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News Around the Nation November 2018

SOUTH CAROLINA

Lottery officials have this advice for the holder of the winning ticket from late October’s $1.537 billion Mega Millions jackpot: Take a deep breath, then give us a call.

Who’s the $1.5 billion Mega Millions winner? No one has come forward to claim the prize.

The winning numbers—5, 28, 62, 65 and 70, with a Mega Ball of 5—were sold at a KC Mart gas station and convenience store in upstate South Carolina outside Simpsonville, a city of about 18,000 near Greenville.

It’s the largest US jackpot won by a single ticket, and it’s the nation’s second-largest jackpot ever, just short of a $1.586 billion Powerball prize split by three tickets in January 2016.

Now the big question is: Who won?

“Sign the back of that (ticket). Take a few days. Take that deep breath again. (Then) call the lottery,” South Carolina Education Lottery Chief Operating Officer Tony Cooper said at a Wednesday news conference outside the store where the ticket was sold.

IOWA

The October 27, 2018 giant Powerball jackpot, the third-largest prize in the history of the game, was split by two tickets in Iowa and New York. It’s the largest lottery prize ever won in Iowa and one of the largest lottery prizes ever offered in the world.

The winning tickets in Iowa and New York split the Powerball jackpot of an estimated $687.8 million annuity, or $396.2 million lump-sum option.

It’s Iowa’s ninth Powerball jackpot winner in the history of the game. The ticket was sold at Casey’s in Redfield, a small farming community about 35 miles west of Des Moines.

The other jackpot winning ticket was sold at a deli on Fifth Avenue in Harlem, according to news reports.

The two jackpot-winning tickets matched all six numbers selected in last night’s Powerball drawing to split the grand prize. Last night’s winning numbers were: 8-12-13-19-27 and Powerball 4. The Power Play number was 3.

Powerball jackpot winners can choose to receive their prizes in annuitized payments over time or as a one-time, lump-sum payment. The New York and Iowa winners do not have to choose the same option, as each will receive half of last night’s jackpot. That breaks down to $343.9 million annuity, or $198.1 million lump-sum option, for each.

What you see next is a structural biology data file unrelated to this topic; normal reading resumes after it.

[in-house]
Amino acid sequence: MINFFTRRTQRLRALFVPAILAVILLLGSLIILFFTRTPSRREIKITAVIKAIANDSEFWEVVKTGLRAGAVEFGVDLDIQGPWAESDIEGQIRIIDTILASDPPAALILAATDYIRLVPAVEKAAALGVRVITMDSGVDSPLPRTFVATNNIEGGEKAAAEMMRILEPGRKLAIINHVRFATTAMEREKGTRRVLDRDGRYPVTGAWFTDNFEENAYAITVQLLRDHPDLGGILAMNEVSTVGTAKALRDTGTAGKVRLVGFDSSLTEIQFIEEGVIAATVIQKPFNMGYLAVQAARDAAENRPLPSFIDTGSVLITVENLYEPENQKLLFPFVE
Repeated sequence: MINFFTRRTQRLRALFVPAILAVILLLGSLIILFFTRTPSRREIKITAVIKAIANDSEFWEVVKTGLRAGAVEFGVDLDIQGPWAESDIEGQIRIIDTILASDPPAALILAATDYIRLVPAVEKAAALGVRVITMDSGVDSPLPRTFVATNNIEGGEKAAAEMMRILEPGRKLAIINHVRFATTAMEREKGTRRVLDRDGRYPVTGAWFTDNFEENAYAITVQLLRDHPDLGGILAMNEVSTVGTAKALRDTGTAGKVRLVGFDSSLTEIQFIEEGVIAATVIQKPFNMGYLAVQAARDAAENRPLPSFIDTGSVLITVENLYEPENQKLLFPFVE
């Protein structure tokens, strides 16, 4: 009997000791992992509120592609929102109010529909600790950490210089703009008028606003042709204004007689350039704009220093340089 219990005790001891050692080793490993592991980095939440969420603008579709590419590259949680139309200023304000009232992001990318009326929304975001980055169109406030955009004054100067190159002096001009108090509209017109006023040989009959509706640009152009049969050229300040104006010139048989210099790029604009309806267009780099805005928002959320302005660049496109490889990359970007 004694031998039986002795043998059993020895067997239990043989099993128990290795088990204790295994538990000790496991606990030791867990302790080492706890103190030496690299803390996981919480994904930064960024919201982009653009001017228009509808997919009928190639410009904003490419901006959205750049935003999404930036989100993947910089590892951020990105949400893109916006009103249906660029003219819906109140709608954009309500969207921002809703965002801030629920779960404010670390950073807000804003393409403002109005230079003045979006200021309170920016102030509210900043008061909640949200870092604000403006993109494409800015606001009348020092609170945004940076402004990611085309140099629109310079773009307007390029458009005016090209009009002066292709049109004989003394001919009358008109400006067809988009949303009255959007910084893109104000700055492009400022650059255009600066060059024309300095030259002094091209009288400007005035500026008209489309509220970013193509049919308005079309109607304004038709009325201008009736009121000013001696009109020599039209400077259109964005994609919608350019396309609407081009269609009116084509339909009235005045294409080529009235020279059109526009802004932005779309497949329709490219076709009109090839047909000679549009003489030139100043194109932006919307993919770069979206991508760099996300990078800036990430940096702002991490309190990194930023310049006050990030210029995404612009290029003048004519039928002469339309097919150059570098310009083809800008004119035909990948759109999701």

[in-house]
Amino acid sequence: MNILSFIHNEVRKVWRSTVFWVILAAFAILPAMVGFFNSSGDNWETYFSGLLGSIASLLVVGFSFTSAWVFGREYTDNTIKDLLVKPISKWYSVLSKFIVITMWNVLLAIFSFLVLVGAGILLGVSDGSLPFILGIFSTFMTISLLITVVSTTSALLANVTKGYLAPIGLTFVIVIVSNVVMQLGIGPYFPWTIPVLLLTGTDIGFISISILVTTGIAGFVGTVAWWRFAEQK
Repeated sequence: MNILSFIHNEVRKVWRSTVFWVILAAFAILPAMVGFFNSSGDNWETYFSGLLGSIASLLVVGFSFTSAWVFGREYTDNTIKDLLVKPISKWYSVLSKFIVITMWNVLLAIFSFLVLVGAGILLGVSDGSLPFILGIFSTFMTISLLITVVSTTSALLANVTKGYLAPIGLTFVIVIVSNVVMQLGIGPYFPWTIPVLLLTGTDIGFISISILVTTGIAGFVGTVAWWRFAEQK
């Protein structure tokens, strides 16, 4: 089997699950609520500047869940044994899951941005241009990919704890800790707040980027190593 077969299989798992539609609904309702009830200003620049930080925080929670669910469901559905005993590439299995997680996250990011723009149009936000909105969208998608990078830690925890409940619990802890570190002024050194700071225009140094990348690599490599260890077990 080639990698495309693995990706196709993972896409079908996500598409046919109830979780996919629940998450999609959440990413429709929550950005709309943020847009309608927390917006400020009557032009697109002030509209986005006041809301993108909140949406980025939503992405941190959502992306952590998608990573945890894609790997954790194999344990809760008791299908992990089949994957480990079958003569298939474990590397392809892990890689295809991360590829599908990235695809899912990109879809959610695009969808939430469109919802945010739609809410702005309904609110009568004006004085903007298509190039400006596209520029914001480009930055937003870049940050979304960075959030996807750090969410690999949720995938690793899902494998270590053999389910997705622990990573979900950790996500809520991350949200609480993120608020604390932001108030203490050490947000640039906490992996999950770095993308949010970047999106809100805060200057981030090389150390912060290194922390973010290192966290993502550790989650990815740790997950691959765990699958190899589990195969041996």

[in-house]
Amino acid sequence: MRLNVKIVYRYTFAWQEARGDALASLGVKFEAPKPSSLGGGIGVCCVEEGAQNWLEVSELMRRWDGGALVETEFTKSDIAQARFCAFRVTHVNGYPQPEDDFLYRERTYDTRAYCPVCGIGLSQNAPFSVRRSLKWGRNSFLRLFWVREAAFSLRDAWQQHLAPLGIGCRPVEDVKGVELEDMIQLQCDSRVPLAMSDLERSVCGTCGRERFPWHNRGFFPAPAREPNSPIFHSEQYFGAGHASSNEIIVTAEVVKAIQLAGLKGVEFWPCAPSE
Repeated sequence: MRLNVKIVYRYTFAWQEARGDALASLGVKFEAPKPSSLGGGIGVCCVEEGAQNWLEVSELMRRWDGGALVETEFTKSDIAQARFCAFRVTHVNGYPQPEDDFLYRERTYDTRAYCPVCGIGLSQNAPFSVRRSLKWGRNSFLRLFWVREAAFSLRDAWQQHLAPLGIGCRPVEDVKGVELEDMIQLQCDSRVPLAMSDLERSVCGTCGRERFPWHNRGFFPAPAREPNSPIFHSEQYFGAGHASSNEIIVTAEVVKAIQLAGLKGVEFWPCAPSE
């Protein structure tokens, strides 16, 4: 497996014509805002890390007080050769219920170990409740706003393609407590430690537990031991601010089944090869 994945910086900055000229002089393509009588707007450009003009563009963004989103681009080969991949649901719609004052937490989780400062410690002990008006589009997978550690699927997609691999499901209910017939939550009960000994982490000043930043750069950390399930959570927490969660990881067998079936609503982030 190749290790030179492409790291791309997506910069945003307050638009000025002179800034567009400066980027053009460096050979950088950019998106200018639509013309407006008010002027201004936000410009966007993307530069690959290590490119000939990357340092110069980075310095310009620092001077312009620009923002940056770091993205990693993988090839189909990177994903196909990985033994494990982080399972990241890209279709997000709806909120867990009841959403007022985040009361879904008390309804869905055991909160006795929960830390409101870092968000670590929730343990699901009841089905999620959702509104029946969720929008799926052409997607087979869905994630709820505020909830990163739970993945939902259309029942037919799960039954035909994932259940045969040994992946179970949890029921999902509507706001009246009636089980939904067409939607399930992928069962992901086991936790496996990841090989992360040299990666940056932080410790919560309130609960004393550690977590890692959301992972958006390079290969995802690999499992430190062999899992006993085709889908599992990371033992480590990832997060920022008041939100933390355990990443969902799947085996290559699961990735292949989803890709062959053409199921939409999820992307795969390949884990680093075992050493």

If the winner(s) choose the annuity option for the jackpot, it will be made in 30 payments over 29 years, with the annual payment increasing over time to accommodate for inflation. If the winner(s) choose the lump-sum option, that amount in Iowa will be made in one wire transfer.

The Iowa Lottery stresses a few key points for its jackpot winner(s) as they prepare to claim the prize:

1. Sign the ticket if you have not already done so. That identifies the ticket and the prize involved as belonging to you.

2. Keep the winning ticket in a secure place until presenting it to claim the prize. The ticket is required for the prize to be paid.

3. Consult with a trusted financial planner or legal advisor before coming forward to claim the prize. This is a life-changing amount of money and the lottery wants its winners to have the information they need as they make their decisions.

They also give a general reminder that under Iowa law, information concerning lottery winners is public. The lottery is required to release the details about who won this prize and will work with its winner(s) to ensure that is done.

Caseys in Iowa
Caseys in Iowa

NEW YORK


What’s the fastest way to get to $688 million? Take the A train.

One of two tickets that hit all the numbers in late October’s massive Powerball lottery was sold at a deli in Harlem — and the manager thinks the mysterious lucky winner is one of his regulars.

“We always have the same customers,” said Carlos Diaz, 52, of the West Harlem Deli on Fifth Avenue near West 126th Street. “We don’t really get new traffic.”

Diaz, who was elated the deli sold the ticket, said it’s good news for all of Harlem.

“I’m happy for the community, for the guy who won,” he said. “For the store, too, because, you know, it puts you on the spot. In the spotlight.”

While one ticket was sold in the heart of America’s largest city, the second with the winning numbers — 8, 12, 13, 19 and 27 and Powerball 4 — was sold at a remote convenience store in the Iowa town of Redfield, population 800.

As in Harlem, it was unknown who bought the ticket.

José Espinosa, 41, owns the Harlem deli with his father and told the Associated Press that he knows he sold the lucky ticket because “I’m always here. I live here.”

One local resident suggested the winner should take the cash and head for greener pastures.

“Whoever it is just got their family out of Harlem and into a big-ass house,” said Michael Williams, 57.

Others hoped the winner would use the windfall to give back to the community.

“I hope it went to a deserving person with a humble heart,” said neighborhood resident Angel Rivera, 49. “Just do us a favor and give back to this beautiful city.”

Another neighbor, Maria Lopez, 29, added of the lucky ticket-holder, “I’m happy for them. This area, too. I wouldn’t mind some of that money thrown my way.”

If the two winners go with the lump-sum payment, they will get $198.1 million each. Going the annuity route, they’ll each get $343.9 million over 29 years.

That’s before the feds shave 24 percent right off the top for taxes, of course.

“You see how many people go in there and buy a ticket?” said Charles Jenkins, 40 of Harlem.

“This guy best bring some bodyguards when he claims that ticket!”

The drawing came four days after someone won a $1.537 billion Mega Millions jackpot, the second-largest in lotto history.

deli in Harlem
deli in Harlem